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Am Fam Physician. 2005;72(7):1328

Clinical Question: Do weight loss interventions improve health-related quality of life?

Setting: Outpatient (any)

Study Design: Systematic review

Synopsis: For this review, the authors systematically searched several databases. However, they excluded research not published in English and did not describe any attempts to find unpublished studies. After obtaining the initial articles, the authors applied exclusion criteria (i.e., studies of children or pregnant women) and were left with a few hundred studies. The authors then read the abstracts to exclude nonrandomized studies and those that did not address quality of life, leaving 34 eligible trials.

The authors independently extracted the data and assessed the quality of the studies. In general, the studies had several methodologic shortcomings that typically biased the findings in favor of the intervention. The included trials were six weeks to two years in duration and evaluated a variety of interventions (e.g., medications, surgeries, behavior modifications). Only nine of the 34 studies showed improvement in general health-related quality of life. There was no overall effect on depression.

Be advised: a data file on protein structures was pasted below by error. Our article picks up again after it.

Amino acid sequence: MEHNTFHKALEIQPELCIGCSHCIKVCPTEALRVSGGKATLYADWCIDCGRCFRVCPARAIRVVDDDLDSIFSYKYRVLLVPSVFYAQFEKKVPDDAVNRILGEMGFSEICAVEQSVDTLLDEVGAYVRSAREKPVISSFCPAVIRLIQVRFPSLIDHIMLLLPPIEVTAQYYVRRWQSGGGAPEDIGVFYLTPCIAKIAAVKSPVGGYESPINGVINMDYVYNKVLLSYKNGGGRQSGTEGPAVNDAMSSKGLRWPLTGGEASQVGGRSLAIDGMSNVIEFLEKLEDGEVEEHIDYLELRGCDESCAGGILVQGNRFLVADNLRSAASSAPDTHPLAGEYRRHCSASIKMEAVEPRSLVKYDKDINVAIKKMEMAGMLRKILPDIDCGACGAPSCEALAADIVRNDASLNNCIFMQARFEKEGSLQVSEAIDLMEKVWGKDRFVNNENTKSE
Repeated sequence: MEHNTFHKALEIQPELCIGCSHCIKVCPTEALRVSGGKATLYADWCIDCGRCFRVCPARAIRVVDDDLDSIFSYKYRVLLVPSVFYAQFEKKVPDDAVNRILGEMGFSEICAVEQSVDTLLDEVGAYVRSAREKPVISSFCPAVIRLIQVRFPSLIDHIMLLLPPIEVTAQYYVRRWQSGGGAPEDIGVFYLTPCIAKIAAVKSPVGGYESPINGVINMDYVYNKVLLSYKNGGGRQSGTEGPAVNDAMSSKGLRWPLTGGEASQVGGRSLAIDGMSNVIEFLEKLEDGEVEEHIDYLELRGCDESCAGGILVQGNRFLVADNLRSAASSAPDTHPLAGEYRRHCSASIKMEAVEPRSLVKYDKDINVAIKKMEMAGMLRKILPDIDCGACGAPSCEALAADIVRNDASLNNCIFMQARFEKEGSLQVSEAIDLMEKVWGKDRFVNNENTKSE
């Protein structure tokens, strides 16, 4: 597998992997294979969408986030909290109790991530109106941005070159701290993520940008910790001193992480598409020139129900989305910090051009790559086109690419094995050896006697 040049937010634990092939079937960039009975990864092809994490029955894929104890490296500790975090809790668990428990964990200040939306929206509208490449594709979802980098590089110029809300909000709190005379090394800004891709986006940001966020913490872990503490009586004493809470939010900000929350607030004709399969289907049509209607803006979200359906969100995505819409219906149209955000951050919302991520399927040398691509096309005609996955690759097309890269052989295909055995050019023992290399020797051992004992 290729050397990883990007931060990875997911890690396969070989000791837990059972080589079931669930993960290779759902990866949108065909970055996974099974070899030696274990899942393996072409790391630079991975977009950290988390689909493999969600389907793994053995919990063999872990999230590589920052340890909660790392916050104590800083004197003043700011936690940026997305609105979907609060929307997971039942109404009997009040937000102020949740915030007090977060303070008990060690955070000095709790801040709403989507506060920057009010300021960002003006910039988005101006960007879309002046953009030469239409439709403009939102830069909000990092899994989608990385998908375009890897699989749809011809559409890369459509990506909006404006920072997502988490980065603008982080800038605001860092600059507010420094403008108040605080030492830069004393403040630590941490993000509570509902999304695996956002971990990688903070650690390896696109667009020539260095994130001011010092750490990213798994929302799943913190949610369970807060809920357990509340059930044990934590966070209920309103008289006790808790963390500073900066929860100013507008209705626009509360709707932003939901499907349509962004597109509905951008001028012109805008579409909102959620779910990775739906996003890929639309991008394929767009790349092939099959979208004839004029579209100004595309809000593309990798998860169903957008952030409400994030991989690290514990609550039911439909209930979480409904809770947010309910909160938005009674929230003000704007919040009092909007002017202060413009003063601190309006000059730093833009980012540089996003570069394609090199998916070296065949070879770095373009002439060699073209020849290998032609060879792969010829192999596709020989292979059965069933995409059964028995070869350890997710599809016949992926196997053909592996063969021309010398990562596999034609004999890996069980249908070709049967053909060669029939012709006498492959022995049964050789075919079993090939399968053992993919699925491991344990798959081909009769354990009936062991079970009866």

Bottom Line: Based on existing research, weight loss interventions have little effect on health-related quality of life. The overall quality of the existing research, however, is poor. (Level of Evidence: 1a)

POEMs (patient-oriented evidence that matters) are provided by Essential Evidence Plus, a point-of-care clinical decision support system published by Wiley-Blackwell. For more information, see Copyright Wiley-Blackwell. Used with permission.

For definitions of levels of evidence used in POEMs, see

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